A Federalist Take on the Federal Budget

From the perspective of someone who focuses on cities and metropolitan areas, there is much to applaud in President Obama’s ambitious FY 2016 budget. It includes major increases in non-defense discretionary spending that would strengthen the U.S. economy and better spread the benefits of growth. In particular, it lays out a six-year, $478 billion program to improve our roads, bridges and railways. It seeks to expand the National Network of Manufacturing Innovation from nine institutes to 45. It boosts spending on research and development by 6 percent and restores the number of housing vouchers to the pre-sequestration level.

Most of the commentary on the president’s budget has been focused on questions of “how much”—how much this program will receive, how much funding that initiative will get, etc. The question is important—the federal government’s capacity to invest far outweighs that of any other single entity. But it is only one half of the policymaking equation. The other question: how to deliver.

The federal government is only one component of our federal republic. States and public, private and civic actors in localities carry out the lion’s share of the programs that the federal government funds. The challenges that cities and metro areas face are complex and intertwined and vary enormously from place to place. All too often, Washington has treated problems as separate symptoms in need of individualized remedies, resulting in piecemeal funding too narrow in scope and too prescriptive in operation.

To improve the efficacy of federal efforts, we need to rethink how power is distributed between Washington and the implementers of its policies in states, cities and metropolitan areas.

Encouragingly, the Obama administration seems to have recognized this. One proposal in this year’s budget—the Upward Mobility Project—is guided by the idea that leaders at the sub-national level are better attuned to the needs of their communities than officials in bureaucratic Washington. It would allow up to 10 metro areas or states to combine funds from a range of block grants from the departments of Health and Human Services and Housing and Urban Development in order to promote strategic growth and development in their communities. Added together, these grants were worth around $6.2 billion in FY 2014. So long as the approach is designed to increase opportunity and reduce poverty, uses evidence-based strategies, tracks performance and evaluates effectiveness, local leaders are free to use these federal resources however they see fit. On top of that, the participating communities would be eligible for $1.5 billion in new funding over five years, also with the same level of flexibility.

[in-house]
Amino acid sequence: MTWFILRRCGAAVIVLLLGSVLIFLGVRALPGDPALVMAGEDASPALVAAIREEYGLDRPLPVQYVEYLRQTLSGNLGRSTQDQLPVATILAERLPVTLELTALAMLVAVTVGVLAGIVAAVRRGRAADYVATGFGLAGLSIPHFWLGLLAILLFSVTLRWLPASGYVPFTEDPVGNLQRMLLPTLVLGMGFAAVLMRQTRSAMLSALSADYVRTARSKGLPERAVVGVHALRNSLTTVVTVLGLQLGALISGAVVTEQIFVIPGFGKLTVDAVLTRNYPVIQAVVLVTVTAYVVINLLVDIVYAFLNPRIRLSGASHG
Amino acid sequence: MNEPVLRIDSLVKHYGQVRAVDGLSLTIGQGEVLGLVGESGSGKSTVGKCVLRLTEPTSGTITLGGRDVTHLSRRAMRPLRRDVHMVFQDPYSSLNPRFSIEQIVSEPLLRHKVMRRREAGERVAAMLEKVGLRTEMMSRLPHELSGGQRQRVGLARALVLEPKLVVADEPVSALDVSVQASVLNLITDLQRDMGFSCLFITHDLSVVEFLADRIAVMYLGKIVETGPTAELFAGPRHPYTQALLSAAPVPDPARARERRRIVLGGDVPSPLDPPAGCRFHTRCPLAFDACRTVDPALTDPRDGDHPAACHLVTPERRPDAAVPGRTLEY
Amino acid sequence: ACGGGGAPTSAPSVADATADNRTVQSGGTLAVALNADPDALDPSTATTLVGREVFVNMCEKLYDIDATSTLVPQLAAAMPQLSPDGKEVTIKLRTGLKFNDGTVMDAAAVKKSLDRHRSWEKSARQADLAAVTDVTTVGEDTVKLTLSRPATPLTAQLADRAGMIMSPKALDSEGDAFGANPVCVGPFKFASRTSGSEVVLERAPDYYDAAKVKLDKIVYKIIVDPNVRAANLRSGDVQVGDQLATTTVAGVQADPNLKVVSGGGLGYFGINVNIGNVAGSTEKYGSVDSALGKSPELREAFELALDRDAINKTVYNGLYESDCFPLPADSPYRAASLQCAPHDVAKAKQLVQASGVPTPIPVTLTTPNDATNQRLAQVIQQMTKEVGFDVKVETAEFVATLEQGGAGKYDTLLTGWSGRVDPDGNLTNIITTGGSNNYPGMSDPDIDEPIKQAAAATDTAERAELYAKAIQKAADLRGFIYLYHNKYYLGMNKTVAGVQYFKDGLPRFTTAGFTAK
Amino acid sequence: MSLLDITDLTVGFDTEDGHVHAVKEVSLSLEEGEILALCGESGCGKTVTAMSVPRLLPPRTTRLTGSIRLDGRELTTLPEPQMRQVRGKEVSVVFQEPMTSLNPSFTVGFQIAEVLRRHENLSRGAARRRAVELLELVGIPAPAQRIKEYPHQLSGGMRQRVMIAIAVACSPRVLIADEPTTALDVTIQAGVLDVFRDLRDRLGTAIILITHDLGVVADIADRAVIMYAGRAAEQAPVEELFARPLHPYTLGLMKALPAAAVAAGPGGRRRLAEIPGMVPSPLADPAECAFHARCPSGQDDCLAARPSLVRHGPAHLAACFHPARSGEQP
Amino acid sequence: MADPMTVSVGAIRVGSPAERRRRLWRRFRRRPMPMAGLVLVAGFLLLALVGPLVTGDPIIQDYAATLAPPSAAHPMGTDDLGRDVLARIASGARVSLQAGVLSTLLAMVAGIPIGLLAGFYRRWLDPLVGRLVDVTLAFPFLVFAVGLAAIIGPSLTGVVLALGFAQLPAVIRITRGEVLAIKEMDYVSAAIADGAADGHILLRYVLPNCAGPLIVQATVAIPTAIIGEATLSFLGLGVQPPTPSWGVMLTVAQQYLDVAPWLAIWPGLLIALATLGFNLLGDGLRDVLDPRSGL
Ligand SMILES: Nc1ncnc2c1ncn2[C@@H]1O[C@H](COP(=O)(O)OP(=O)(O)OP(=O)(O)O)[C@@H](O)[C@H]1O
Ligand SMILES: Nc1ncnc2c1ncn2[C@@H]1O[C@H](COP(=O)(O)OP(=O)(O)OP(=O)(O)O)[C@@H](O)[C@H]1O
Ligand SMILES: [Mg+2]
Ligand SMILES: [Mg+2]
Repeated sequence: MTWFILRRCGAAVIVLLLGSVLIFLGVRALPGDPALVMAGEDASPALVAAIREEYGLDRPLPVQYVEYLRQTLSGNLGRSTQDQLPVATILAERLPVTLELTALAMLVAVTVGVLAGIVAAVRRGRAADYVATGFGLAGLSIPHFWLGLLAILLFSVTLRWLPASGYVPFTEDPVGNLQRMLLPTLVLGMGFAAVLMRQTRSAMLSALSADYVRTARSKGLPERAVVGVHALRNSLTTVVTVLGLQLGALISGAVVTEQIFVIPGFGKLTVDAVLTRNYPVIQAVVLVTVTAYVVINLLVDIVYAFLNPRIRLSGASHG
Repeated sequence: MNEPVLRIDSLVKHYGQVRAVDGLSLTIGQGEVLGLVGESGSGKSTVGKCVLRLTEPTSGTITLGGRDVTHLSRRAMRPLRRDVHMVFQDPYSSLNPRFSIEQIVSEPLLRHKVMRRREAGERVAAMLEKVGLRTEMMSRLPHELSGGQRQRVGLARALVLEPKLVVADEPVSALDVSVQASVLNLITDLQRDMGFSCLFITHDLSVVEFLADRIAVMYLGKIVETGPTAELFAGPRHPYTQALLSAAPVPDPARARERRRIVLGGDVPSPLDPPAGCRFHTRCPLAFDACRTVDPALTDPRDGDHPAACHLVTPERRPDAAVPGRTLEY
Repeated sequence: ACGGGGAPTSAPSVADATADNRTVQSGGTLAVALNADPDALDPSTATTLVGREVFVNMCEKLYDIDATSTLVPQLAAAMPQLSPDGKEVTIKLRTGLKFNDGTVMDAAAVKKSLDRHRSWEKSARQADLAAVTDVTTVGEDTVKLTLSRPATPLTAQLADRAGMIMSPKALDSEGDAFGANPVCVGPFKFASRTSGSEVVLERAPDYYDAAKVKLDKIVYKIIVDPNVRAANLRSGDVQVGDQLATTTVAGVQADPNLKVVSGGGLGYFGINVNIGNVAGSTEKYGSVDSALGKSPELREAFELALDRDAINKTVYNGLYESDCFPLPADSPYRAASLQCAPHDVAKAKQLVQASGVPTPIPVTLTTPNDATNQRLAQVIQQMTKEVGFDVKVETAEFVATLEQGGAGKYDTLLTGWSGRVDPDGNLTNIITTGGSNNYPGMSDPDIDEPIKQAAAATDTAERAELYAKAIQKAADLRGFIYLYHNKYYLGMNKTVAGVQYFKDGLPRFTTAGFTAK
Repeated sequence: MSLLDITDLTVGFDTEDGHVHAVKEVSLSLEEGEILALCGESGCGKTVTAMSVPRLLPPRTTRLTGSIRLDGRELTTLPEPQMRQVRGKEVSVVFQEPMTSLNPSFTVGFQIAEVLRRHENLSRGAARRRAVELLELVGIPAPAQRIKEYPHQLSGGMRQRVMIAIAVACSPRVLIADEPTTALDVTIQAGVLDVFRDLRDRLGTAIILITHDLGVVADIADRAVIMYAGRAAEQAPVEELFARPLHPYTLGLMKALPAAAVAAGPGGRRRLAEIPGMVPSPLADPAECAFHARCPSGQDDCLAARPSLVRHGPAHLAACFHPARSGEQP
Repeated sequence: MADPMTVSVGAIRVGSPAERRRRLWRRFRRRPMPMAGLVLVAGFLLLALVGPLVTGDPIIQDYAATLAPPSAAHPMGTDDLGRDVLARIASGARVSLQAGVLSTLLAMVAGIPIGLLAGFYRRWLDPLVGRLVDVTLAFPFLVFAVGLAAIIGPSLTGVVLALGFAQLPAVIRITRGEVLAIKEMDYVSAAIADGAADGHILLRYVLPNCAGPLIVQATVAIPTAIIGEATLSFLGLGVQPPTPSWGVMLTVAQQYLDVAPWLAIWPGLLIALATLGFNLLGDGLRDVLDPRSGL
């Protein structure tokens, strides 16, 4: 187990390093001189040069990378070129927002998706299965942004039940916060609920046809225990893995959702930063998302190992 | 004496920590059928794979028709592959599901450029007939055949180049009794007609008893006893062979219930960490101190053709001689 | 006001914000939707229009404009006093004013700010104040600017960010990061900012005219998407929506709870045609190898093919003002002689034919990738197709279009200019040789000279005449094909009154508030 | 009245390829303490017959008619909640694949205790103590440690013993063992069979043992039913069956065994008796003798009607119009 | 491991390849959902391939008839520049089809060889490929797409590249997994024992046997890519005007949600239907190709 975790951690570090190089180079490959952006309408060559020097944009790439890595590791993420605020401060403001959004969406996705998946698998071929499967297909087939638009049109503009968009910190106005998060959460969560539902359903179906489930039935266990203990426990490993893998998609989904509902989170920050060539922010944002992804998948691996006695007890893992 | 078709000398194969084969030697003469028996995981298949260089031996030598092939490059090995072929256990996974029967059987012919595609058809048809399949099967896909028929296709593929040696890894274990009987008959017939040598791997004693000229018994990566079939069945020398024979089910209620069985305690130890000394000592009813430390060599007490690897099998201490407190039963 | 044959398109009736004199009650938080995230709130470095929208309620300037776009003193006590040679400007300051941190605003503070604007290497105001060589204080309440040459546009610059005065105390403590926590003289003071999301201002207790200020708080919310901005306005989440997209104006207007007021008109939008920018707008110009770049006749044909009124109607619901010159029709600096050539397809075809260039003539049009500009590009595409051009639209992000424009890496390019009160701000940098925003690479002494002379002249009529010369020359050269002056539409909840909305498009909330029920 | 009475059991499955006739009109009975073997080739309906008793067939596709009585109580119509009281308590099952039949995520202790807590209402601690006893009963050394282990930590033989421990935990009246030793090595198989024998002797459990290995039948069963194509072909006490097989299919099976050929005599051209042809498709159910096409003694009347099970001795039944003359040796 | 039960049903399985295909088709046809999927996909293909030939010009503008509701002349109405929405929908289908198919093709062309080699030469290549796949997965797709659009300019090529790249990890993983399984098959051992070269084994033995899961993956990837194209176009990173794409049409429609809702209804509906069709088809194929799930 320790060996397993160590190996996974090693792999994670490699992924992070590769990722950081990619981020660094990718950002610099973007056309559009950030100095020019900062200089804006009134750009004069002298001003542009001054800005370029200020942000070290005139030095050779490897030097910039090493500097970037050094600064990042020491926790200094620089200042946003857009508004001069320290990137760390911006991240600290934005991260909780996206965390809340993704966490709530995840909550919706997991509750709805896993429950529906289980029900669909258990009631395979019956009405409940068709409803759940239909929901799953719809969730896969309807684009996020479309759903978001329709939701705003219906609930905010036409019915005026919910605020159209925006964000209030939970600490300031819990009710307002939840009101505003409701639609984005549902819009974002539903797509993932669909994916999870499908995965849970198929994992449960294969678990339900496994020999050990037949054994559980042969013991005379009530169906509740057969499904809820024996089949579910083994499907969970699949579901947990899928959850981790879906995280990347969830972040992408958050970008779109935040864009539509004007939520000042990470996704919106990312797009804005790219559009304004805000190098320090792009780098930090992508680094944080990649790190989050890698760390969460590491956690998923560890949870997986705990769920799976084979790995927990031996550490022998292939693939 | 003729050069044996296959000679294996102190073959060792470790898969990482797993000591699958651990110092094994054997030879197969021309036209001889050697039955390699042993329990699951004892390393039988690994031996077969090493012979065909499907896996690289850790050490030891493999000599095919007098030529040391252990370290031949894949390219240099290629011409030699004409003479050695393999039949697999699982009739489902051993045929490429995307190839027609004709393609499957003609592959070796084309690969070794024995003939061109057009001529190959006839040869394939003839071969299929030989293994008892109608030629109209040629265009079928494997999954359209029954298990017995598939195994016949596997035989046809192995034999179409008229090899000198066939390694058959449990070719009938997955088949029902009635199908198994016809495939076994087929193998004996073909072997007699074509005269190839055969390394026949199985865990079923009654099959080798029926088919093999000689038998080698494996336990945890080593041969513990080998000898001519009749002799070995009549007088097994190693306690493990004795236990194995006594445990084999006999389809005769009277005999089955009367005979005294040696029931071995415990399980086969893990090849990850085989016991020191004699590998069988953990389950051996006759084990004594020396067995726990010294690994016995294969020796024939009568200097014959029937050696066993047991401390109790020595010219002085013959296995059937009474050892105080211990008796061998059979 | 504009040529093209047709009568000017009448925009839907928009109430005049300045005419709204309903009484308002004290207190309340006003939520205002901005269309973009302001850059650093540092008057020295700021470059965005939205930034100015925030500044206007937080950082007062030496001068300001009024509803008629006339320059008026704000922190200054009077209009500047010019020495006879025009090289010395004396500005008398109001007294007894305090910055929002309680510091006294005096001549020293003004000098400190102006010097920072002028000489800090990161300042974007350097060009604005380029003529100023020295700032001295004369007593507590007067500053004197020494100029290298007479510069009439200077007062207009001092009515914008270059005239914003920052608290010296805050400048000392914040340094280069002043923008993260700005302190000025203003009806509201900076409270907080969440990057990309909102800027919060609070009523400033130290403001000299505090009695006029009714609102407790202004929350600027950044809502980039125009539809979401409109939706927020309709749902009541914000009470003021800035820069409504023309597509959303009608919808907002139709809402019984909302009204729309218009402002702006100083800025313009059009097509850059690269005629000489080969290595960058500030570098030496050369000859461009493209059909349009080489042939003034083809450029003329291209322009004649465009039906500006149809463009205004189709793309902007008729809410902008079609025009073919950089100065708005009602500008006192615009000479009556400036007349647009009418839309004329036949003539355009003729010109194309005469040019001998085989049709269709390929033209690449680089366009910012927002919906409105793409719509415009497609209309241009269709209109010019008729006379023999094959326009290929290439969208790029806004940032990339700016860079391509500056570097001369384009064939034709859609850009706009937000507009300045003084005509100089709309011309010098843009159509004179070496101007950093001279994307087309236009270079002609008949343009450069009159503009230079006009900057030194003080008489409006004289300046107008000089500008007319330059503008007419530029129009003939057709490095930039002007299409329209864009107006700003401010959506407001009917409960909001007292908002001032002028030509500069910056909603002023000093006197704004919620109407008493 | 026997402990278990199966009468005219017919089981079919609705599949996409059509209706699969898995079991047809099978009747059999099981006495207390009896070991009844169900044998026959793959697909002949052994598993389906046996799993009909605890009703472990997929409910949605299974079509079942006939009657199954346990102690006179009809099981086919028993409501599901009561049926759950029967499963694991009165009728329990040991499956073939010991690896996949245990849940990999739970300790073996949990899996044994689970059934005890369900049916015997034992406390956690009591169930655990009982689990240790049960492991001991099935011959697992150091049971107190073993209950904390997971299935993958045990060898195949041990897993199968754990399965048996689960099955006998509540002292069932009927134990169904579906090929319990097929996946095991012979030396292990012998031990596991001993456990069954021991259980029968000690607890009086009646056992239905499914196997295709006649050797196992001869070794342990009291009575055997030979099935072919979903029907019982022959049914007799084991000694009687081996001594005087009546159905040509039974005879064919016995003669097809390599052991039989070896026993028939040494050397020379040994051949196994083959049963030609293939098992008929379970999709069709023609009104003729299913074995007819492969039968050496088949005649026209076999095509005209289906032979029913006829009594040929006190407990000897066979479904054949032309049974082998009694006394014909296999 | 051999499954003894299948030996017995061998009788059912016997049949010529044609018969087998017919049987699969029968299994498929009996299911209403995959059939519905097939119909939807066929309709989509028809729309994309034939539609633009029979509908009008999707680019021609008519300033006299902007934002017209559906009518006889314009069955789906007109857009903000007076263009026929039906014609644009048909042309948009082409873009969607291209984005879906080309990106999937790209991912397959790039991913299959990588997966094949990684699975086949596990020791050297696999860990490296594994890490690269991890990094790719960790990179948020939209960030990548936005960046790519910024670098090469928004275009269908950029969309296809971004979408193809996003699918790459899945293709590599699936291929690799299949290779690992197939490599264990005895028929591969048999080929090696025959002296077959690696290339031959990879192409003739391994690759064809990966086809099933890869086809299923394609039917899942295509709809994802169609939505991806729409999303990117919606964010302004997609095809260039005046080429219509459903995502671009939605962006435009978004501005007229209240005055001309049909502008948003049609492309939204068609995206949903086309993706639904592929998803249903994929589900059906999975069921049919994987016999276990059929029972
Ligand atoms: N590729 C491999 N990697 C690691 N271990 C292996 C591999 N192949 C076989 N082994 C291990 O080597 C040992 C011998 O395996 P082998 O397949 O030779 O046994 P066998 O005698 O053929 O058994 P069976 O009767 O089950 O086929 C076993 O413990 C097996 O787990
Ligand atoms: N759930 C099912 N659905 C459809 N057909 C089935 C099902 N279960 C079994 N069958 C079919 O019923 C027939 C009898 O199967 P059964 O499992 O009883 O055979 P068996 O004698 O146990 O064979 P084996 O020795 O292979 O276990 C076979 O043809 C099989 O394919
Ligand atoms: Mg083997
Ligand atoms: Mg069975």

The Upward Mobility Project is a very promising start to what could be a broader bipartisan approach to devolving greater flexibility and decision making power to those closer to the ground. Some ideas:

Streamline—the federal government should look to consolidate duplicative programs to reduce administrative costs and increase spending on the mission of key programs. The Government Accountability Office (GAO) has identified billions of dollars of potential savings in overlapping and duplicative federal programs. In FY 2011, for example, the federal government had 15 different agencies enforcing separate food-safety laws, 20 programs aiding the homeless and 80 programs for spurring economic development. This kind of consolidation has been discussed for a long time, but now is the time to do it.

Empower—states, cities and metro areas need the ability to adapt federal resources to local conditions. Federal programs are often extremely prescriptive, allowing for very little flexibility in how resources are applied. Doing away with certain restrictions could allow metro areas to better adapt to tight budgets and more effectively address local conditions and priorities. This is particularly true in public housing, workforce and transportation programs given how housing markets, skills deficiencies and infrastructure needs differ from metro to metro. Beyond the Upward Mobility Project, high-performing cities and metros should generally be allowed to bundle resources from disparate programs and block grants so they can apply innovative, multidisciplinary solutions to particularly tough challenges.

Leverage—with the rise of mandatory spending and the failure of discretionary resources to keep pace with population growth and market dynamics, private and civic investment is playing a larger role in making public projects happen. Very often in infrastructure and housing development, seed money from government is able to spur much larger investments from the private sector. Changing the form of federal subsidies in certain circumstances would help catalyze even more private investment. The Transportation Infrastructure Finance and Innovation Act of 1998 (TIFIA) did just this—it allowed metro areas to secure loans, loan guarantees or lines of credit so they can better attract crucial private funding for transportation improvements. What worked for transportation should work in other areas of domestic policy.

The president has submitted an extremely encouraging budget, one that calls for critical investments in infrastructure, R&D and other areas. Most important, we may be witnessing a new way for Washington to engage with the rest of the nation—good news indeed for a diverse nation where local priorities and needs markedly differ.